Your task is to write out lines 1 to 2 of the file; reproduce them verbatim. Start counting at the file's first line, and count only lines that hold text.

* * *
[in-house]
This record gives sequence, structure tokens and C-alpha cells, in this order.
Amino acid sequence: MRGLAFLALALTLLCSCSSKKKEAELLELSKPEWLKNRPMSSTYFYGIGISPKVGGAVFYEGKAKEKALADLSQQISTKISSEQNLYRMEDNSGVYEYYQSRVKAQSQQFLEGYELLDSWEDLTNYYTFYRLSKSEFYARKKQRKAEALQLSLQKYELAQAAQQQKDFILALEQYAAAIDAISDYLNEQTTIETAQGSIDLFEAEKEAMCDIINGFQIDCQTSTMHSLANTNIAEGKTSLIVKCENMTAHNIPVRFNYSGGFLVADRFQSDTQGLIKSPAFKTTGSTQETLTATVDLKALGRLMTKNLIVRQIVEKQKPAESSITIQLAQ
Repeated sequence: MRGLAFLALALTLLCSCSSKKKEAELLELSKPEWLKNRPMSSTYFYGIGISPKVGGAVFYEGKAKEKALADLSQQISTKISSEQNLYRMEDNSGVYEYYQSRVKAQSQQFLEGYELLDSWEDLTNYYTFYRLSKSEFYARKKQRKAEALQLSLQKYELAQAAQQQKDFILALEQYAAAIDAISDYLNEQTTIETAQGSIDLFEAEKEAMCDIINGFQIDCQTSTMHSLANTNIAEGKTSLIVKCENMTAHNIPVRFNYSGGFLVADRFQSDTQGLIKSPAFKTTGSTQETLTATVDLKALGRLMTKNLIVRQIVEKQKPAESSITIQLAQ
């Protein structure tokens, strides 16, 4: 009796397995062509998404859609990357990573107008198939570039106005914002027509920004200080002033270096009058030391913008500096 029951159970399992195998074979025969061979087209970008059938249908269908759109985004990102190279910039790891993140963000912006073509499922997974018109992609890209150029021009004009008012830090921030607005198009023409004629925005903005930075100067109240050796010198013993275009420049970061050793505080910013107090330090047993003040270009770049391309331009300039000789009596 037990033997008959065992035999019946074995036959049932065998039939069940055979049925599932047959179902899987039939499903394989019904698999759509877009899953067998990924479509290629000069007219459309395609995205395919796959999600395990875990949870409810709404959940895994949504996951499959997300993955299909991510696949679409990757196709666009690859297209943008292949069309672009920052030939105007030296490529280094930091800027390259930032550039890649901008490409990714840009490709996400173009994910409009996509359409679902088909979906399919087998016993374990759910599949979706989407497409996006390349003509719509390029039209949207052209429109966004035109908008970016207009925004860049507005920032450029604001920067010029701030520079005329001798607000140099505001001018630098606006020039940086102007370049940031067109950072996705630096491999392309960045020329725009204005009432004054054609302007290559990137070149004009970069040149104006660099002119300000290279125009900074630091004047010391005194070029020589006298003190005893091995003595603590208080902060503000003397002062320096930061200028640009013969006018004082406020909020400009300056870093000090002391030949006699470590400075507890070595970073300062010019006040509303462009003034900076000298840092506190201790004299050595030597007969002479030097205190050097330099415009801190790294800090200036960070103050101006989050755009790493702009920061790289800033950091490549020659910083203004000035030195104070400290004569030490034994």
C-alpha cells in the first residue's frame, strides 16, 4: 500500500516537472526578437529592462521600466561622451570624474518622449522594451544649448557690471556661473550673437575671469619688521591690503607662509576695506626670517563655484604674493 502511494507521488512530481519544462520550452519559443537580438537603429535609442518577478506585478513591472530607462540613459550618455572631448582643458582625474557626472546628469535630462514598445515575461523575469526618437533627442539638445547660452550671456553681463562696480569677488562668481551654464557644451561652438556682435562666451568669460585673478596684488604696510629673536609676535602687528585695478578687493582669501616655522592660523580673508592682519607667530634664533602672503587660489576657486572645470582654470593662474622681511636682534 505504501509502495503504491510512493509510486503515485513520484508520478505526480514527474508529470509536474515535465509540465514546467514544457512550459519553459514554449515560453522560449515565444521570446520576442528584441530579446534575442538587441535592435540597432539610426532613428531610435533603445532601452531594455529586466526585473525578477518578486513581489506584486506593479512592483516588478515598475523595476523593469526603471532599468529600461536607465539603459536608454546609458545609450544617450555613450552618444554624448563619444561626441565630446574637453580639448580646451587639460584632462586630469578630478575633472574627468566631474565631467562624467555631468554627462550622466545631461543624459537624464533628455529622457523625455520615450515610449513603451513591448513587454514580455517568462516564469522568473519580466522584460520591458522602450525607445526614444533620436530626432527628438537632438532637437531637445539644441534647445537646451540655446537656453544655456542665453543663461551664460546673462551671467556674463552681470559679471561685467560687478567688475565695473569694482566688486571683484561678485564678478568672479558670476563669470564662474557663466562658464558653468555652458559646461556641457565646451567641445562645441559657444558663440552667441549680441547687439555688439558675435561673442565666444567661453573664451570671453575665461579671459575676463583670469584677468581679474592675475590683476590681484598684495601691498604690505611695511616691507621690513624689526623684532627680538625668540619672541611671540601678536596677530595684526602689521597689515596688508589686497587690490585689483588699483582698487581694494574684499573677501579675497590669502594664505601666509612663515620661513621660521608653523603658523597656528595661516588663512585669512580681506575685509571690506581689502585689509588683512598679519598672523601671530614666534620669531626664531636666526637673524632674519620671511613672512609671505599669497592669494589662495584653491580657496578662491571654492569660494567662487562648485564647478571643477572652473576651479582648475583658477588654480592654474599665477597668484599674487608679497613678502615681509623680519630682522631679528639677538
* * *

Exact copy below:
[in-house]
This record gives sequence, structure tokens and C-alpha cells, in this order.